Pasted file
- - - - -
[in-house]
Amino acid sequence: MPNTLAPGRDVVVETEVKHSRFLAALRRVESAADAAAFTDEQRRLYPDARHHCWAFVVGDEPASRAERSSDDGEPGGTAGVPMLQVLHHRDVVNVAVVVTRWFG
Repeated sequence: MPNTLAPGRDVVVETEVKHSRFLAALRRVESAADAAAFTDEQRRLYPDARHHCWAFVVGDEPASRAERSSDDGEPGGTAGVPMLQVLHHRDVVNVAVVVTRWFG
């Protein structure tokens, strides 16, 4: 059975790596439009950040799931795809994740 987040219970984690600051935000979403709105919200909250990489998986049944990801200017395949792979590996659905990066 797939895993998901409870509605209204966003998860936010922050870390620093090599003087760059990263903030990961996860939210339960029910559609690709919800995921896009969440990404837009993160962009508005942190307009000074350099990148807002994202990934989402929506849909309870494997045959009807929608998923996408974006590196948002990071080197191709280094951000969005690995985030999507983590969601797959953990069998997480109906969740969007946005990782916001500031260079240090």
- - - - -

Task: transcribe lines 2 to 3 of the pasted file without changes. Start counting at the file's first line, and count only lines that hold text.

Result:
Amino acid sequence: MPNTLAPGRDVVVETEVKHSRFLAALRRVESAADAAAFTDEQRRLYPDARHHCWAFVVGDEPASRAERSSDDGEPGGTAGVPMLQVLHHRDVVNVAVVVTRWFG
Repeated sequence: MPNTLAPGRDVVVETEVKHSRFLAALRRVESAADAAAFTDEQRRLYPDARHHCWAFVVGDEPASRAERSSDDGEPGGTAGVPMLQVLHHRDVVNVAVVVTRWFG